After trimming up the errant edge I resumed by cleaning up the scarfs, matching up the edges, marking the stitch line then drilling holes for the wires. Every 5 inches on the 1/4 inch sheet. Every 12 inches on the 1/2 inch sheet.
Then I used a small plane to bevel off the inside edges of the bow panels. This is to help prevent them from riding up over each other as you draw them up tight during stitching.
Next I got the jig ready by mounting the "saddles" . Neal's saddles are a little different than what Renn specs out. But they do make the alignment really nice.
With the saddles in place I cut my wires and did a little clean-up waiting for Kathleen to get home to help with the stitching.
I am very happy with how the stitching went. It was actually easier than I had expected. And once done everything was right on the money. The measurements were surpisingly close! Phew!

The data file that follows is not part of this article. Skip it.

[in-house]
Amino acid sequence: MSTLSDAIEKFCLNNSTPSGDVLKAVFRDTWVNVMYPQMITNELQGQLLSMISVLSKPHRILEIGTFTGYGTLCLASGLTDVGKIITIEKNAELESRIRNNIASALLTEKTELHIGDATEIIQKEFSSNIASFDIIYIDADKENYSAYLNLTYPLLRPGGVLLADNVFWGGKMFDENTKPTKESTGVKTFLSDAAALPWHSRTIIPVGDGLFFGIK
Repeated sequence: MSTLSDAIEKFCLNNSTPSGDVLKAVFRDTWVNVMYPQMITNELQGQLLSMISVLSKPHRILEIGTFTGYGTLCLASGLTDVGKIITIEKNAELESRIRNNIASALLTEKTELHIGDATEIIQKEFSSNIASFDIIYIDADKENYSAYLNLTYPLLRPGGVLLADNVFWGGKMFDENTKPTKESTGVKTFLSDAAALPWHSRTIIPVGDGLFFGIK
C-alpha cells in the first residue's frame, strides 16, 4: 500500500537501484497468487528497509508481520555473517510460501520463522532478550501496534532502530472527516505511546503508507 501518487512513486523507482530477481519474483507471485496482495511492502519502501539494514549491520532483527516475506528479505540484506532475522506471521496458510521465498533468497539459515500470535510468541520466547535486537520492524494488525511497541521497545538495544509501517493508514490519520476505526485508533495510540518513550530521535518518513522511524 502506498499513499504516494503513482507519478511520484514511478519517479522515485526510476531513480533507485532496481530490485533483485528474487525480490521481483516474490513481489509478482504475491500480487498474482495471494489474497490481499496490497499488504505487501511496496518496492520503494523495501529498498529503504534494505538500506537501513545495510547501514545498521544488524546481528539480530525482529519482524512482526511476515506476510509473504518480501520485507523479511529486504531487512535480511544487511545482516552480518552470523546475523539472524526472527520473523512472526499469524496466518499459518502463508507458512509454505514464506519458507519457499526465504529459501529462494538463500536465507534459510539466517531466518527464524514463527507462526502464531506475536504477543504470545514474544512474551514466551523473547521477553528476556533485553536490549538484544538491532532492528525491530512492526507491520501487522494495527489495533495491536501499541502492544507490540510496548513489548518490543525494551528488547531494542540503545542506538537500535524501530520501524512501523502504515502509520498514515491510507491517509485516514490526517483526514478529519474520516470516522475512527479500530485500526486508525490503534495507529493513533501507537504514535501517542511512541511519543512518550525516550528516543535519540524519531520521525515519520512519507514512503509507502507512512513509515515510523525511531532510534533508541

And at this point it begins to actually look like something!
Day seven I will do final tweaking of the bottom and dry fit the chines.
Nov 15, 2005
Today started with great expecations. Those were dashed when I realized that the starboard bow panel ended up being just a tiny bit off. It musy have happened when I leaned on it to drive screws through the scarf. I figured I could just split the difference and trim a bit off. That would cause only a very slightl modification to the chine side of the bow panel. A quick call to Neal and after a bit of discussion that seemed like the the best route to take. So I trimmed off a bit of the starboard bow keel and an equal amount off the port bow chine and carried on. The mid & aft panels on each side were pretty much perfect.